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Diving Deep into Design for Good
by Matthew Porter
As with Wikipedia, the
users of Design for Good’s site are its creators, editors and police. If
you have a story to tell, put it up. If you see trouble, flag it and
alert the responsive contact line at AIGA. Or you can simply enjoy a
leisurely perusal of this site full of wonders.
The site has
people. You will meet the persistent and lightly combed Mark Dudlik, who
led the Phoenix Design Summit. Or you can visit the New England
hedgehog-hugger Lindsey Ruane, whose Critter Calendar “to benefit animals in need” is a pastiche of overwrought, overexposed cute animal calendars.
site has politics. In the story of a “community-sourced exhibit” at the
El Paso Museum of History, you’ll learn how a team of designers turned
themselves into curators of cultural memory: Neighborhoods and Shared Memories/Nuestros Vecindarios y sus Memorias
is a fully bilingual exhibit of local residents’ diverse cultural
stories and remembrances, keyed to works by local artists. Elsewhere, in
national politics, the case study on Make Congress Work! tells
the tale of a nonpartisan public information campaign aimed at breaking
political gridlock in twelve steps—and how it infiltrated the Capitol
and cable TV on a shoestring.
And the site has back-to-the-wall
heroics. Since working affordably and in response to social problems
can mean working fast, it’s fitting that several impressive cases
feature projects realized with amazing speed. The Wild Fire Tees
project, for instance, conceived and launched in under 48 hours, raised
$600,000 for victims of the 2012 Colorado wildfires—just by selling
batches of one-off T-shirts by volunteer designers.
Dig in and learn. From Los Angeles to Boston, and from whimsy to disaster, you’ll find ideas at work for good all over the map.
CONNECTING AND CELEBRATING
site not only showcases success, but also creates connections. Those
who have contributed stories to the site are also eager to help others
get started. For Doug Grimmett, Atlanta AIGA 2013 Fellow and a founding
member of Good Thinking Atlanta, the forging of new professional
connections is as central to the new pro bono paradigm as the demise of
the donation model.
“I want the idea of social benefit to be two-way,” Grimmett says. “At our nonprofit, pro bono equals quid pro quo.
If you want design to get real social results, your designers need a
real motive. Does it have to be money? No. But it does have to be more
than a warm fuzzy feeling.”
The premise of Good Thinking is to
supply that motive—and spread it around. The creative Atlantans from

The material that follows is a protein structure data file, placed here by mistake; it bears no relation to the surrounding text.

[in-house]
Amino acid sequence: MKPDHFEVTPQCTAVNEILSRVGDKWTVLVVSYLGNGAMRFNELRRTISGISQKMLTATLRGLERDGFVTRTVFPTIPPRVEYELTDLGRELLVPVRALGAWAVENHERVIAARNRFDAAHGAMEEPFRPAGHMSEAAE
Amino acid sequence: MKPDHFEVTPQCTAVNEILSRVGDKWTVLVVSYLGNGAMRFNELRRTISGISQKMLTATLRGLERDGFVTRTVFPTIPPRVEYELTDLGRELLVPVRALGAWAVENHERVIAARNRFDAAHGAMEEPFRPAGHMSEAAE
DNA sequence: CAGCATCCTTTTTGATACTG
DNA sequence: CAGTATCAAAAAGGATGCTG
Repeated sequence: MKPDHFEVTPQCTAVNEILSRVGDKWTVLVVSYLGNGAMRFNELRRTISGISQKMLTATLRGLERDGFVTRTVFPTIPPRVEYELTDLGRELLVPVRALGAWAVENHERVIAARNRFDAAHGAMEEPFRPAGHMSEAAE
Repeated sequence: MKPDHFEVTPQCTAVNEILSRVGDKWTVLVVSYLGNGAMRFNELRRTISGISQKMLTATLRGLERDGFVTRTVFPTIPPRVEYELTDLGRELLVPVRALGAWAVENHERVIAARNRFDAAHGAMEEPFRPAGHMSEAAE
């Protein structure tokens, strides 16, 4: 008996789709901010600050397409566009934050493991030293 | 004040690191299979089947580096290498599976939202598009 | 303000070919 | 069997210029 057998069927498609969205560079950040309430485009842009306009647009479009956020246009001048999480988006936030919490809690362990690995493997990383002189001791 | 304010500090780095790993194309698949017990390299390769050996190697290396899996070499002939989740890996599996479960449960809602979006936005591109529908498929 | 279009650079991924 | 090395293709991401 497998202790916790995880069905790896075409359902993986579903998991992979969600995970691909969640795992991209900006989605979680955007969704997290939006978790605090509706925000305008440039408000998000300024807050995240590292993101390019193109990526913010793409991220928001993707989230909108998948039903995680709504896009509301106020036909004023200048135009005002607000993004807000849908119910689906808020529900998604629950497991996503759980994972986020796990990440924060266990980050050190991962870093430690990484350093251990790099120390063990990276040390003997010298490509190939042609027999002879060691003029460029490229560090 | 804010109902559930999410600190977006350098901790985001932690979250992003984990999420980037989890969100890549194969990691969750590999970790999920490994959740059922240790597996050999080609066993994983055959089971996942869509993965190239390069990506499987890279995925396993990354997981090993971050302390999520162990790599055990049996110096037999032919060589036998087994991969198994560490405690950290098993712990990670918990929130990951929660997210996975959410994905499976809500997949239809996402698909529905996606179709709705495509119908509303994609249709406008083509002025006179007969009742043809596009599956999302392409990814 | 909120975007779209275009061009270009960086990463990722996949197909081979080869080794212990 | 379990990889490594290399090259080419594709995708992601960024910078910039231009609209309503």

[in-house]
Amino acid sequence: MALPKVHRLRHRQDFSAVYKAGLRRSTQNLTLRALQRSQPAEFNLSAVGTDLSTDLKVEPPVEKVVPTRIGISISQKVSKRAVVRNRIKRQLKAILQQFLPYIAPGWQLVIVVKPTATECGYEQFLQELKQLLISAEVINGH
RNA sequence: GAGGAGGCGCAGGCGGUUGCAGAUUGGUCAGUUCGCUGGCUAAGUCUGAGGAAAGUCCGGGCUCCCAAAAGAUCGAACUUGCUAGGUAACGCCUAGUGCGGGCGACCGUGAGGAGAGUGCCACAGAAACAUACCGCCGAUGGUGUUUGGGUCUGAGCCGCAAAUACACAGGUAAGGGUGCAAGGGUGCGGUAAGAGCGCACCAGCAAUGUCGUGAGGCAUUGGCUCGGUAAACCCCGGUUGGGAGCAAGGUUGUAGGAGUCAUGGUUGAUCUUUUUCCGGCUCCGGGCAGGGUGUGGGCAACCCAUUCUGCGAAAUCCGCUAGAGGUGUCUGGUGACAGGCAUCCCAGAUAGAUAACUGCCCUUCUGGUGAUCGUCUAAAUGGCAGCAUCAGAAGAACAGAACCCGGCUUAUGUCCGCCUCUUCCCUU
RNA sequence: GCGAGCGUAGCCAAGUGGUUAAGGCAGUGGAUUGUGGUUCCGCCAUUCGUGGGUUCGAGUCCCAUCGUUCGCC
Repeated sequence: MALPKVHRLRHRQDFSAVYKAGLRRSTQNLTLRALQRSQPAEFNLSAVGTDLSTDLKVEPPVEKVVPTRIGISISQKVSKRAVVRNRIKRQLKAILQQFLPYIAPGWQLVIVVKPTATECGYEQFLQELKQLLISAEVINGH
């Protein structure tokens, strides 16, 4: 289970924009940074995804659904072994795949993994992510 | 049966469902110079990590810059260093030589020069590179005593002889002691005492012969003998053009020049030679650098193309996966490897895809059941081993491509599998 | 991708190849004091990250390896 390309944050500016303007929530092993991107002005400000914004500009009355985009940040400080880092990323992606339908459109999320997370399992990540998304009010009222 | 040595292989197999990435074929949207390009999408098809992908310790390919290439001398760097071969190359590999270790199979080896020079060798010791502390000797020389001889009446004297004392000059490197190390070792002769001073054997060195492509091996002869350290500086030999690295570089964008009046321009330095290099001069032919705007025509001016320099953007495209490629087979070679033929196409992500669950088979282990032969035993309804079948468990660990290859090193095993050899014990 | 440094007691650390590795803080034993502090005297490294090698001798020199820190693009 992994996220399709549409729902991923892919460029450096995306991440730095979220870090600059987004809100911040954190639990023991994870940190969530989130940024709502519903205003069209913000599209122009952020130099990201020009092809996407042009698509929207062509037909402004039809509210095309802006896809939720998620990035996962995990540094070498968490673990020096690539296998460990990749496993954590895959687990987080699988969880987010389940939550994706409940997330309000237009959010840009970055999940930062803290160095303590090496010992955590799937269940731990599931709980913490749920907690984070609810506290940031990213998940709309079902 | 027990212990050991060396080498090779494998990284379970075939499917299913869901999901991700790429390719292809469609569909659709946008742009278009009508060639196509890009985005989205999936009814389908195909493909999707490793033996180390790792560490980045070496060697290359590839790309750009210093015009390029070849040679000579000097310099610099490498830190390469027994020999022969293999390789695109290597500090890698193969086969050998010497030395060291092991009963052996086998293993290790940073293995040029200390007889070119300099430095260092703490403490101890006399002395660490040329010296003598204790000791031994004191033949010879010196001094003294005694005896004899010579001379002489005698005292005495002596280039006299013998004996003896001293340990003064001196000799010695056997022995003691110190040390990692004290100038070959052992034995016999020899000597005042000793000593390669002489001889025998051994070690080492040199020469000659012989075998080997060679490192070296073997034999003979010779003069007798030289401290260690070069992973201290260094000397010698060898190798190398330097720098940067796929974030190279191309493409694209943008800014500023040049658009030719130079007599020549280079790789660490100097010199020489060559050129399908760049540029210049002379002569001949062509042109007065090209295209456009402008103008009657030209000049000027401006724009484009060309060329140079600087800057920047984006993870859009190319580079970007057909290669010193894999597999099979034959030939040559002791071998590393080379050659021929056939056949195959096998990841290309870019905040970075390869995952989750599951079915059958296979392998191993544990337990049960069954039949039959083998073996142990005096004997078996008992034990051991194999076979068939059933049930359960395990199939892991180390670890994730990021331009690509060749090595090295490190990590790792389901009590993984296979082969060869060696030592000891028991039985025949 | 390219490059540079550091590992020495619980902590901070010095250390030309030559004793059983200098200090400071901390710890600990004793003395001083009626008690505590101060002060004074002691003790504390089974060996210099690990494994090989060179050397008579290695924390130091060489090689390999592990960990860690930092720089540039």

firms around the city who volunteer their talents gain new friendships
and see their work honored and promoted. The organizations served by
Good Thinking gain the benefit of “free” creative. But those
organizations are requested to ask their benefactors to become sponsors
of Good Thinking services at a 90 percent discount.
this as a new means of investing in the common good,” explains Grimmett.
“It’s not a donation—it’s a mutual investment. We invest our time in
these nonprofits, and we make it smart for foundations and other
sponsors to invest their money in our time. Their investment in us
allows us to help their pet nonprofits, but it also helps us help others
who lack the means to even attract sponsors. Is this a sustainable
model? We will see.”
I found a clear and inspiring answer to
Grimmett’s question in the story of COMMON, an incubator and promoter of
new ideas in social innovation launched by Bielenberg, Alex Bogusky,
Ana Bogusky and Rob Schuham in January 2011. COMMON’s senior officer
Mark Eckhardt explains COMMON as an ecosystem of people who are aligned
based on shared values, with a mission of accelerating positive social
innovation by launching businesses and celebrating the new generation of
COMMON believes the “celebrating” part is
crucial. “John, Rob and Alex have often expressed that the social
responsibility space was too drab, severe and joyless, and I agree,”
says Eckhardt. Whereas Galle and Powell reject the tradition of charity
work as a giveaway, Eckhardt rejects the idea of the do-gooder as an
anonymous benefactor. In Eckhardt’s view, social good and professional
glory should go hand-in-hand. He says he wants “to make social
entrepreneurs rock stars.”
He may get his wish. And it will be good. But it won’t be free. ca